Elizabeth McQueen, clinical director of Aspire, left, and Lisa Spears, child and adolescent coordinator for the Albany Area Service Board, say the Aspire Clubhouse provides a safe environment for youngsters with emotional, mental and/or behavioral problems.

Elizabeth McQueen, clinical director of Aspire, left, and Lisa Spears, child and adolescent coordinator for the Albany Area Service Board, say the Aspire Clubhouse provides a safe environment for youngsters with emotional, mental and/or behavioral problems.

ALBANY — The Aspire Child & Adolescent Program, part of the Albany Area Community Service Board, is nearing completion of its first full month of operation.

Located in the Pet Supermarket building on Dawson Road since March 1, Aspire is committed to serving children and adolescents with emotional, mental and/or behavioral problems, said Elizabeth McQueen, clinical director of Aspire. According to McQueen, the agency provides services in Baker, Calhoun, Dougherty, Early, Lee, Miller, Terrell and Worth counties.

According to Aspire officials, with adequate family support and community services, the program will reduce out-of-home placements and hospital admissions, enabling the children to remain in their homes and communities. Aspire is funded by the Department of Human Services.

New to the Aspire program and key to its effectiveness is the 7,200-square-foot Aspire Clubhouse, designed to provide a safe environment for children and teens and to develop valuable life and coping skills. It will also decrease “out-of-home placements and juvenile justice involvement,” said Lisa Spears, child and adolescent coordinator for the Albany Area Service Board.

“The clubhouse is very proactive in its objectives toward decreasing gang activity, drug and alcohol abuse, and possible jail time,” Spears said. “Some of our kids have had run-ins with the law and so we work with law enforcetment officials and with judges.”

According to Spears, Dougherty County Sheriff Kevin Sproul and other law enforcement officials have made early visits to the clubhouse to gather information with later visits planned to speak with kids and teens.

“Home life for these kids is tumultuous at best, and it changes all the time,” McQueen said. “Many of them have been physically or sexually abused.”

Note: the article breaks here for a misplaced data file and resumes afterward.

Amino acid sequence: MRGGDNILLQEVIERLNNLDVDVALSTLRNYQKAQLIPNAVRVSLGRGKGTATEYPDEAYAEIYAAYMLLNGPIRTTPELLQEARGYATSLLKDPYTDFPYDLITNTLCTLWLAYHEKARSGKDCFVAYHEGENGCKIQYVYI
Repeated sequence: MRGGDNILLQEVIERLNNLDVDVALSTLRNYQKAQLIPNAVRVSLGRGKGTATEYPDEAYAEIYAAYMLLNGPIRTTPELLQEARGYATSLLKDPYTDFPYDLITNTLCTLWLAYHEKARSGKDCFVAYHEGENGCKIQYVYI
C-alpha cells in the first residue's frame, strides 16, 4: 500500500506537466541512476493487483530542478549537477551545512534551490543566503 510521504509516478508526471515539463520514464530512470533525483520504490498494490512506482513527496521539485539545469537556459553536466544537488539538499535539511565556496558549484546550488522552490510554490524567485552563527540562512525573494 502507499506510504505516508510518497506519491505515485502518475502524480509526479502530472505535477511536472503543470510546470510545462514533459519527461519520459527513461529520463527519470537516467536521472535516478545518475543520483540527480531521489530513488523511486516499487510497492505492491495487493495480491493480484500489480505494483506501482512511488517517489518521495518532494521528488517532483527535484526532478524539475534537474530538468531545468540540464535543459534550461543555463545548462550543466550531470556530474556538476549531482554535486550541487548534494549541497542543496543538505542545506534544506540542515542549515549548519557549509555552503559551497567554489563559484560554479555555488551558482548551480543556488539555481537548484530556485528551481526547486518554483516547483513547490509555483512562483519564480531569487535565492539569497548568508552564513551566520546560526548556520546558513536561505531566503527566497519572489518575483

Aspire retains four qualified therapists, including McQueen and Spears, as well as two psychiatrists to counsel the youths. Participants have been evaluated and diagnosed before entering the program, Spears said.

The clubhouse offers computers for fun and schoolwork, a giant TV screen installed behind a performance stage, billiards, air hockey, counseling areas and more. A fully equipped kitchen stands ready for use. “LIVE, LOVE, LEARN, LEAD” is the constant message, printed boldly on walls and floor.

Activities such as dance, karate and art classes are provided. In addition, tutoring is available, as well as assistance in education, or — for those who are old enough — help in applying for employment.

“The clubhouse is a fabulous addition to the program,” Spears said. “This offers an opportunity for the kids to thrive.”

According to McQueen, food for the kids is often prepared by outside sources, although team cooking is common. Restaurateur B.J. Fletcher has been a regular contributor of food from her restaurant on Dawson Road, McQueen said.

“Sam Shurgart and others have been there for us,” McQueen said. “(Shugart) has been a big help with remodeling and has linked us up with others in the community who have helped in other ways. People like B.J. and Sam help us let the children know they are valued, that they are important.”

Spears said one of the biggest challenges in making the program work is in the crucial area of parental involvement. According to Spears, while Aspire aims for 100 percent parental involvement, only about 15 percent involvement is generally achieved.

For information about the Aspire Child & Adolescent Program and the Aspire Clubhouse, call (229) 430-5100 or (229) 430-6054.